The evolution of a stereoselective synthesis of the C1–C16 fragment of bryostatins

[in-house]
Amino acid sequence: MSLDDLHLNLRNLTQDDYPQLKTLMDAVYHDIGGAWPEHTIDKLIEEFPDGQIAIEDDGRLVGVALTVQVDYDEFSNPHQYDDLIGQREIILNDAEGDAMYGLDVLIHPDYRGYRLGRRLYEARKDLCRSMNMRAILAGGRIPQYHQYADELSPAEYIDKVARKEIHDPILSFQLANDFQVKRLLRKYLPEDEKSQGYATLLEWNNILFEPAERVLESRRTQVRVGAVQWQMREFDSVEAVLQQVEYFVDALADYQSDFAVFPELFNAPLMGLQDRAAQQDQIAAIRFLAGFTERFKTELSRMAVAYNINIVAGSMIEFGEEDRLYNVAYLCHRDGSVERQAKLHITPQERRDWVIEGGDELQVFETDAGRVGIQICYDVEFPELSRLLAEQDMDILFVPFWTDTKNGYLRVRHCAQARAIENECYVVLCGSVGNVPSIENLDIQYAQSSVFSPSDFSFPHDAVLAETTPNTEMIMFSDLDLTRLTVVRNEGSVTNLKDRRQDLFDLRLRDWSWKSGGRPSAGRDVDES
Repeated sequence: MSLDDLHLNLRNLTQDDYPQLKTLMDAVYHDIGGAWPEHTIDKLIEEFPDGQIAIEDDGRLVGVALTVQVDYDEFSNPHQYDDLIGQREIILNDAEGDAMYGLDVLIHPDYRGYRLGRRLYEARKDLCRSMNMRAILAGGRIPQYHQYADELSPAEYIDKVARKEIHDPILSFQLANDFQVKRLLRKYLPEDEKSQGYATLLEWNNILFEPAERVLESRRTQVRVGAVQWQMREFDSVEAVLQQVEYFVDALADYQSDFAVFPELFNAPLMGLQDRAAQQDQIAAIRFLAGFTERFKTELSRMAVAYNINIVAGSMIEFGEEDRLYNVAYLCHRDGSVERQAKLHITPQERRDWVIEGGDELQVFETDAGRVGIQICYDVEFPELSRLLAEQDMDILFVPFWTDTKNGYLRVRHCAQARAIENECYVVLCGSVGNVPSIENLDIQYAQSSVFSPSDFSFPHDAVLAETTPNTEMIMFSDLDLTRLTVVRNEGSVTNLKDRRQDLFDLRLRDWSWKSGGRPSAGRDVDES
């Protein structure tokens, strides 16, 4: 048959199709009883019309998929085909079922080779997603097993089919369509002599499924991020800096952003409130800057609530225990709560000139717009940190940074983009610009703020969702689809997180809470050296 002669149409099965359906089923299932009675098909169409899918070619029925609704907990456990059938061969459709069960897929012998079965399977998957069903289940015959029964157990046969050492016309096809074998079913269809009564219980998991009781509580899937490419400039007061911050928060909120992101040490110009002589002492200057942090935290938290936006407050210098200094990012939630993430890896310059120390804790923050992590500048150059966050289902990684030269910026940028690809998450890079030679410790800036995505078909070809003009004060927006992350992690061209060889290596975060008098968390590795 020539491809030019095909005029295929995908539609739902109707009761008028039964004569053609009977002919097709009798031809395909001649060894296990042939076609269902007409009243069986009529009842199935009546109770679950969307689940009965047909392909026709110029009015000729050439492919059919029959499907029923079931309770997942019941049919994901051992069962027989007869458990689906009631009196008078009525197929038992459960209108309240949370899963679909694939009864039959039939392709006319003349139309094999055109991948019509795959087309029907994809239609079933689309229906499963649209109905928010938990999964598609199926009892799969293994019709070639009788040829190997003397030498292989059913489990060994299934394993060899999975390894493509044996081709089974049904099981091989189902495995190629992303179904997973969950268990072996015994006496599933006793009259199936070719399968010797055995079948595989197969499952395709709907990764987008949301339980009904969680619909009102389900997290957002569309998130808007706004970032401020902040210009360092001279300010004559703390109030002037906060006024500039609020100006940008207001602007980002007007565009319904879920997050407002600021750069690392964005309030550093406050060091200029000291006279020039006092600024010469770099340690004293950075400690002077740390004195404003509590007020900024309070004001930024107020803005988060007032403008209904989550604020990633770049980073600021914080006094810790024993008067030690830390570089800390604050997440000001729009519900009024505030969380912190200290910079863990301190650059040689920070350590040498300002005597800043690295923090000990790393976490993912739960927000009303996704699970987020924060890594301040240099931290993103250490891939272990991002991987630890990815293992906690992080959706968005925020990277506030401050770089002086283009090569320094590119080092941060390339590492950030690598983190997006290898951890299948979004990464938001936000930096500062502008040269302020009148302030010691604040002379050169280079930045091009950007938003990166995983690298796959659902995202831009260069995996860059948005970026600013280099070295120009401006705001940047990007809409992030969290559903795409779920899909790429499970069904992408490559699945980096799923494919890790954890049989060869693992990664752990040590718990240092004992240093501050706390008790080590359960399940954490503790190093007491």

The development of a synthesis of the C1–C16 fragment of bryostatins in which the key step is a stereoselective oxy-Michael reaction used to assemble the cis-2,6-disubstituted tetrahydropyran with the exocyclic alkene already installed, is described. Following early work using Stille reactions to prepare precursors for oxy-Michael reactions, a more efficient route was devised based on a ketophosphonate-aldehyde condensation to prepare the key dienone. Synthesis of the aldehyde required for the ketophosphonate condensation involved the highly stereoselective addition of a diorganocuprate derived from allylmagnesium bromide and copper(I) iodide to the methyl 5-hydroxyhex-2-ynoate prepared by ring-opening of a protected glycidol using lithiated methyl propiolate. Ester reduction, selective alcohol protection and oxidative cleavage of the terminal double bond gave the required aldehyde. The ketophosphonate was prepared in 13 steps from (R)-pantolactone using a synthesis based on a chelation controlled aldol condensation and an anti-selective reduction of a 3-hydroxyketone. Following the ketophosphonate-aldehyde reaction, selective deprotection followed by treatment with base effected the oxy-Michael reaction that gave the cis-2,6-disubstituted tetrahydropyran via thermodynamic control. Subsequent functional group manipulation led to the synthesis of a hydroxy ester that corresponded to the C1–C16 fragment of the bryostatins in 23 steps from (R)-pantolactone. The synthesis was repeated using slightly different protecting groups for a study of a ring-closing metathesis approach to the bryostatins.